Like a typical Workers’ Compensation (WC) claim itself, the outcome of an Independent Medical Examination (IME) — an evaluation conducted by a different doctor from one treating a claimant — might seem out of an employer’s control. But it doesn’t have to be that way, according to attorney Brian Koch, a partner with Wiedner & McAuliffe Ltd. During Captive Resources’ September Risk Control Webinar, Koch showed attendees from group captive member-companies how they can improve IMEs and make them key factors in WC defense strategies.
Koch said the employer serves as the risk manager and critical first line of defense within a larger WC team. An insurance adjuster is invariably involved in WC claims. The rest of the team includes, but is not limited to, a nurse case manager for complicated medical scenarios, an investigator to monitor the claimant’s physical activity, and an attorney. The team depends on the employer to provide information such as:
According to Koch, this information is crucial in forming the basis of a defense. The team might dispute that an accident occurred or a possible causal connection between the mechanism of injury and the claimed pathology. Alternatively, the defense might be based on the need for, or the extent of, medical care.
The team also depends on the employer’s information in deciding whether or not to conduct an IME as part of the defense strategy.
Koch advised employers that if their defense teams decide to conduct an IME, they use it to resolve a claim as efficiently as possible. The IME report can provide leverage to negotiate a compromise to a drawn-out, costly claim, he said. The information the employer provides is also essential to the IME — the report’s conclusion and details will depend on it, should the team decide that an IME is necessary or prudent, Koch added.
“The purpose of an IME, in my opinion, is not to lengthen or encourage litigation but to minimize litigation,” said Koch, who estimated the cost of a typical IME at $1,500 to $4,000. “I want to use an IME to provide us with a basis to dispute a claimant’s claim of injury, medical treatment, or time off so we can close the matter and save us all time, effort, and aggravation.”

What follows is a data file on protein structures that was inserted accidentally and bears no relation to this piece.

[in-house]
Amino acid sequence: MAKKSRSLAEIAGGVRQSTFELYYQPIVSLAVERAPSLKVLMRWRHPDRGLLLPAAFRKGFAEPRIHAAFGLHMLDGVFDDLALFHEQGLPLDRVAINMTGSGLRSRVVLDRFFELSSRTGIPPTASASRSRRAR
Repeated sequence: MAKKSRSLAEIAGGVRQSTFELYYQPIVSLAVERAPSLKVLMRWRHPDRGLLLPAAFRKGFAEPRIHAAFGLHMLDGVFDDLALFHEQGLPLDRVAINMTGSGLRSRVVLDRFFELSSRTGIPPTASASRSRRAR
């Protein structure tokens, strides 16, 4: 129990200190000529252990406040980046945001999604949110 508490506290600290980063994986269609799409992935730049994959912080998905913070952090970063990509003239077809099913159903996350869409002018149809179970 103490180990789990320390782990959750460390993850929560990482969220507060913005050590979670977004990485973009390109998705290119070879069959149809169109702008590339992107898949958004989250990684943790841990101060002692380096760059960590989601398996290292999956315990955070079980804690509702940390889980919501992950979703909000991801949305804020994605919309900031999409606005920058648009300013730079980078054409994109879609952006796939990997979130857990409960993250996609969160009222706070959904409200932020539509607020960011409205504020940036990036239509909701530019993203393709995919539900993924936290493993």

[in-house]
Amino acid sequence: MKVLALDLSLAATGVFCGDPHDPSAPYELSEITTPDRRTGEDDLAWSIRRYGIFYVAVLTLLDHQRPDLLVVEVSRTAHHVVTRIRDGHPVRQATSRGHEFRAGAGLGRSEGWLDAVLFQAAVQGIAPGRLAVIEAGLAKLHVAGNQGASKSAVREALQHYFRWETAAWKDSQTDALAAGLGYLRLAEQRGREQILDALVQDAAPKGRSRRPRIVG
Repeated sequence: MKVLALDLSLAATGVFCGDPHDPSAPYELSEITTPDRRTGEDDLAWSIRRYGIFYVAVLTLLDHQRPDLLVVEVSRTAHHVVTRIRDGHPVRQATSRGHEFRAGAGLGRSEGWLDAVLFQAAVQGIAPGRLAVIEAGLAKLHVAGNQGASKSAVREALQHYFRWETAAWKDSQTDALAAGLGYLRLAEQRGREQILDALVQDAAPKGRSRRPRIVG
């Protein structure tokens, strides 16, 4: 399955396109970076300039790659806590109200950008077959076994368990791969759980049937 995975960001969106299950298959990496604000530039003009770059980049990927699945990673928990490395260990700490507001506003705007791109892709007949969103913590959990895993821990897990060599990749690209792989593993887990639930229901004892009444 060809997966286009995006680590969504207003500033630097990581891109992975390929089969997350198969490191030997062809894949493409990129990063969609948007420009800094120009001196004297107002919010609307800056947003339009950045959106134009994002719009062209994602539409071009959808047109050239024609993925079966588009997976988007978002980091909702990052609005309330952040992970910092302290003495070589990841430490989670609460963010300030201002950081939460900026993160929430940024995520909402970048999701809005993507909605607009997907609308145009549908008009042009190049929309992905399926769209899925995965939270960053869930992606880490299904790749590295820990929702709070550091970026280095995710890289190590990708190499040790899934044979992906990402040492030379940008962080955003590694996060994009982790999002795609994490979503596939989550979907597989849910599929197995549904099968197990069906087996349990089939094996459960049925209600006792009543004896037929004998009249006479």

Koch, who primarily practices law in Illinois, pointed out that WC laws vary by state. For purposes of IME physician selection, he urged employers to rely on the expertise of an attorney specializing in WC law in the jurisdictional state.
The attorney can:
Koch added that the claimant will be a new patient for the IME physician, who needs more information than what the claimant might provide. To make the IME report as favorable to the defense as possible, the employer should ensure that the attorney provides the IME physician with several items:
Also, the attorney should pose detailed questions to the physician based on:
Koch added that the employer should be aware that surveillance of the IME might be an option. In cases where the claimant’s credibility might be an issue, surveillance could be helpful to the defense, he said. Typically, a third-party administrator (TPA) would be responsible for selecting a surveillance vendor for a group captive member-company.
This presentation was part of Captive Resources’ Risk Control Webinar Series — regular installments of webinars to educate the group captive members we work with on topics like workplace safety, organizational leadership, and company performance. The thoughts and opinions expressed in these webinars are those of the presenters and do not necessarily reflect Captive Resources’ positions on any of the above topics.